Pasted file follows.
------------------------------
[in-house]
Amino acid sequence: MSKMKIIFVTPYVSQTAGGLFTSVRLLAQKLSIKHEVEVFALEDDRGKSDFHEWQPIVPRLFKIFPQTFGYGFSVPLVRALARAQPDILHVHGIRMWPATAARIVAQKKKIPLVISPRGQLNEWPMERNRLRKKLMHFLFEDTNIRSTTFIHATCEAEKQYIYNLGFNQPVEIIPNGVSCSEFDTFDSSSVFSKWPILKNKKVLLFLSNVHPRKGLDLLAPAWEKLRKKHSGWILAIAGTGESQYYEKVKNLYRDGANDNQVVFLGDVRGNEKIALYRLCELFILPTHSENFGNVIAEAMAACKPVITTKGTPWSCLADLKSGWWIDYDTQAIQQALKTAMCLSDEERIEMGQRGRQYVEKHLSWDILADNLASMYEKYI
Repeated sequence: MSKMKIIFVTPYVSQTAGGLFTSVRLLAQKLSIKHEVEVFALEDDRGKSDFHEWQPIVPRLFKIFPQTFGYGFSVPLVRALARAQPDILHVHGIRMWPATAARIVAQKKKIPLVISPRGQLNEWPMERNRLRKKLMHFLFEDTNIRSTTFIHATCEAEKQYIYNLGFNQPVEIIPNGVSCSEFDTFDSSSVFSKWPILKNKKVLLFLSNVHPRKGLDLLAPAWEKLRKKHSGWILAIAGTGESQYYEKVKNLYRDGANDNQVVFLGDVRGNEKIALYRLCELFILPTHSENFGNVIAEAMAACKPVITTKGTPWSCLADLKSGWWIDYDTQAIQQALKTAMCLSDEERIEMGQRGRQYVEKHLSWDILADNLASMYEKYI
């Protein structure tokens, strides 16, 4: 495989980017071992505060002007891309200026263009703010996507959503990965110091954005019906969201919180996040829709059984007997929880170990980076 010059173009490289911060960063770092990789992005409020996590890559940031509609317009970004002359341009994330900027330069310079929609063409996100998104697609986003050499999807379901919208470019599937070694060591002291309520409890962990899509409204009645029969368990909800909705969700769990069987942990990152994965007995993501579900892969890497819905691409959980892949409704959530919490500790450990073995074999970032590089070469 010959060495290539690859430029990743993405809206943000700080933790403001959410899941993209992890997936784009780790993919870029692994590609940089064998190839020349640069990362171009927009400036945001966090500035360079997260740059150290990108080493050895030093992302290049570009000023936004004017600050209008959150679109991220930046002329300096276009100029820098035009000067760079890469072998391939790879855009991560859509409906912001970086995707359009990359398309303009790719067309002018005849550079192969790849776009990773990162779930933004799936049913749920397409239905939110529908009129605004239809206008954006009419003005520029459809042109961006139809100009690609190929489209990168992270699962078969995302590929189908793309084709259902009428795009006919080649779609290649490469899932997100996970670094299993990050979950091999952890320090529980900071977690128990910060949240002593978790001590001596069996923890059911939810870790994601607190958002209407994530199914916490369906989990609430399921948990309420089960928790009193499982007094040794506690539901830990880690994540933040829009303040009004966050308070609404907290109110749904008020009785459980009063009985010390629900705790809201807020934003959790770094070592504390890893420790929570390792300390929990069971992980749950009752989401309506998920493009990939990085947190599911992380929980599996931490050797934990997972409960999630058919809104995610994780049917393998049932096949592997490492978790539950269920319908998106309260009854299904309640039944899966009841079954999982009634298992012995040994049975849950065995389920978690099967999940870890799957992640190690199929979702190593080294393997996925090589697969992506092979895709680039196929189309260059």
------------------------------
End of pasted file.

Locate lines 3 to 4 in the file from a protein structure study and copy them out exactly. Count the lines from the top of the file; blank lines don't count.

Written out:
Repeated sequence: MSKMKIIFVTPYVSQTAGGLFTSVRLLAQKLSIKHEVEVFALEDDRGKSDFHEWQPIVPRLFKIFPQTFGYGFSVPLVRALARAQPDILHVHGIRMWPATAARIVAQKKKIPLVISPRGQLNEWPMERNRLRKKLMHFLFEDTNIRSTTFIHATCEAEKQYIYNLGFNQPVEIIPNGVSCSEFDTFDSSSVFSKWPILKNKKVLLFLSNVHPRKGLDLLAPAWEKLRKKHSGWILAIAGTGESQYYEKVKNLYRDGANDNQVVFLGDVRGNEKIALYRLCELFILPTHSENFGNVIAEAMAACKPVITTKGTPWSCLADLKSGWWIDYDTQAIQQALKTAMCLSDEERIEMGQRGRQYVEKHLSWDILADNLASMYEKYI
């Protein structure tokens, strides 16, 4: 495989980017071992505060002007891309200026263009703010996507959503990965110091954005019906969201919180996040829709059984007997929880170990980076 010059173009490289911060960063770092990789992005409020996590890559940031509609317009970004002359341009994330900027330069310079929609063409996100998104697609986003050499999807379901919208470019599937070694060591002291309520409890962990899509409204009645029969368990909800909705969700769990069987942990990152994965007995993501579900892969890497819905691409959980892949409704959530919490500790450990073995074999970032590089070469 010959060495290539690859430029990743993405809206943000700080933790403001959410899941993209992890997936784009780790993919870029692994590609940089064998190839020349640069990362171009927009400036945001966090500035360079997260740059150290990108080493050895030093992302290049570009000023936004004017600050209008959150679109991220930046002329300096276009100029820098035009000067760079890469072998391939790879855009991560859509409906912001970086995707359009990359398309303009790719067309002018005849550079192969790849776009990773990162779930933004799936049913749920397409239905939110529908009129605004239809206008954006009419003005520029459809042109961006139809100009690609190929489209990168992270699962078969995302590929189908793309084709259902009428795009006919080649779609290649490469899932997100996970670094299993990050979950091999952890320090529980900071977690128990910060949240002593978790001590001596069996923890059911939810870790994601607190958002209407994530199914916490369906989990609430399921948990309420089960928790009193499982007094040794506690539901830990880690994540933040829009303040009004966050308070609404907290109110749904008020009785459980009063009985010390629900705790809201807020934003959790770094070592504390890893420790929570390792300390929990069971992980749950009752989401309506998920493009990939990085947190599911992380929980599996931490050797934990997972409960999630058919809104995610994780049917393998049932096949592997490492978790539950269920319908998106309260009854299904309640039944899966009841079954999982009634298992012995040994049975849950065995389920978690099967999940870890799957992640190690199929979702190593080294393997996925090589697969992506092979895709680039196929189309260059």